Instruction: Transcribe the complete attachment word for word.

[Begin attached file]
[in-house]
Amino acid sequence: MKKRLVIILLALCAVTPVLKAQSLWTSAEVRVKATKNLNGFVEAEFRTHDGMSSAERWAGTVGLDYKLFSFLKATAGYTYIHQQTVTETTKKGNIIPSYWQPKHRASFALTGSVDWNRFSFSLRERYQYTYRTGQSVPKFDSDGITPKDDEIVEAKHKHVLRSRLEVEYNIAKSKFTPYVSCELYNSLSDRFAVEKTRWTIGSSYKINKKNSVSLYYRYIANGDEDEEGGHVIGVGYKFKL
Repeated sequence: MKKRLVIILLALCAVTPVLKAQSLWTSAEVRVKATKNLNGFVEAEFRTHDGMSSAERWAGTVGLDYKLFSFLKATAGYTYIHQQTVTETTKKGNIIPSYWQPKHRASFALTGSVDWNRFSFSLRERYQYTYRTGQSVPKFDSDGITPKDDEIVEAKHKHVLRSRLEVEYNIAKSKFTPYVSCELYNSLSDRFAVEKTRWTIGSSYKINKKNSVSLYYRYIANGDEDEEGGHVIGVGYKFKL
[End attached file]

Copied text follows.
[in-house]
Amino acid sequence: MKKRLVIILLALCAVTPVLKAQSLWTSAEVRVKATKNLNGFVEAEFRTHDGMSSAERWAGTVGLDYKLFSFLKATAGYTYIHQQTVTETTKKGNIIPSYWQPKHRASFALTGSVDWNRFSFSLRERYQYTYRTGQSVPKFDSDGITPKDDEIVEAKHKHVLRSRLEVEYNIAKSKFTPYVSCELYNSLSDRFAVEKTRWTIGSSYKINKKNSVSLYYRYIANGDEDEEGGHVIGVGYKFKL
Repeated sequence: MKKRLVIILLALCAVTPVLKAQSLWTSAEVRVKATKNLNGFVEAEFRTHDGMSSAERWAGTVGLDYKLFSFLKATAGYTYIHQQTVTETTKKGNIIPSYWQPKHRASFALTGSVDWNRFSFSLRERYQYTYRTGQSVPKFDSDGITPKDDEIVEAKHKHVLRSRLEVEYNIAKSKFTPYVSCELYNSLSDRFAVEKTRWTIGSSYKINKKNSVSLYYRYIANGDEDEEGGHVIGVGYKFKL